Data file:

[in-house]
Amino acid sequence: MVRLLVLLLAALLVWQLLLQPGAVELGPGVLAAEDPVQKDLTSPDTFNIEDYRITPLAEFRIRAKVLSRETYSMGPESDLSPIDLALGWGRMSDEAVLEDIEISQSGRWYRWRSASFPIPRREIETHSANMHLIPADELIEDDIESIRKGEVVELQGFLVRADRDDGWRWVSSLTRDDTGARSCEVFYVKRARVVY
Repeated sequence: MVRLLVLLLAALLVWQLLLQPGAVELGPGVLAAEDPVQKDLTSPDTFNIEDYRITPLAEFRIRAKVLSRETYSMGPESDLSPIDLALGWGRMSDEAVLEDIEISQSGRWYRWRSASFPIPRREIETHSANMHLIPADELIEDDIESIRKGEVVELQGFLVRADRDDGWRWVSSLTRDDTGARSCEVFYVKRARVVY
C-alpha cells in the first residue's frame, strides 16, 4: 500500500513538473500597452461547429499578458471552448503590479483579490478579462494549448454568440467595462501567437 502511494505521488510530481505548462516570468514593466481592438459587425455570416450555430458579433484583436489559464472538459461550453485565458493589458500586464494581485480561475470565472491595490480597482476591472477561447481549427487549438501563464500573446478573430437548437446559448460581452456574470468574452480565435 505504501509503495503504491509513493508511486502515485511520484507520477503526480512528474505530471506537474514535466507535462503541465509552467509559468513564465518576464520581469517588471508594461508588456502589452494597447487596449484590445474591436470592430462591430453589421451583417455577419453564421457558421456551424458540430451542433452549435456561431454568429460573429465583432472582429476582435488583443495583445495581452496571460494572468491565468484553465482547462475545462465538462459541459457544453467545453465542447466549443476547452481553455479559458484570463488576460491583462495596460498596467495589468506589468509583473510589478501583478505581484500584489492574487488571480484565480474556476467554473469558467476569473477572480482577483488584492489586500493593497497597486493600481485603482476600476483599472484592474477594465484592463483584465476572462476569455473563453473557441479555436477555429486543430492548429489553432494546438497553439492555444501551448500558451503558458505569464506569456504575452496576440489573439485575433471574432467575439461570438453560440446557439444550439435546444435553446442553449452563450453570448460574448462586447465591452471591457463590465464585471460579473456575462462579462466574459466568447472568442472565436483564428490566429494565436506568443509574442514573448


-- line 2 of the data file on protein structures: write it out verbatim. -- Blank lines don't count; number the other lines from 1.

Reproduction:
Amino acid sequence: MVRLLVLLLAALLVWQLLLQPGAVELGPGVLAAEDPVQKDLTSPDTFNIEDYRITPLAEFRIRAKVLSRETYSMGPESDLSPIDLALGWGRMSDEAVLEDIEISQSGRWYRWRSASFPIPRREIETHSANMHLIPADELIEDDIESIRKGEVVELQGFLVRADRDDGWRWVSSLTRDDTGARSCEVFYVKRARVVY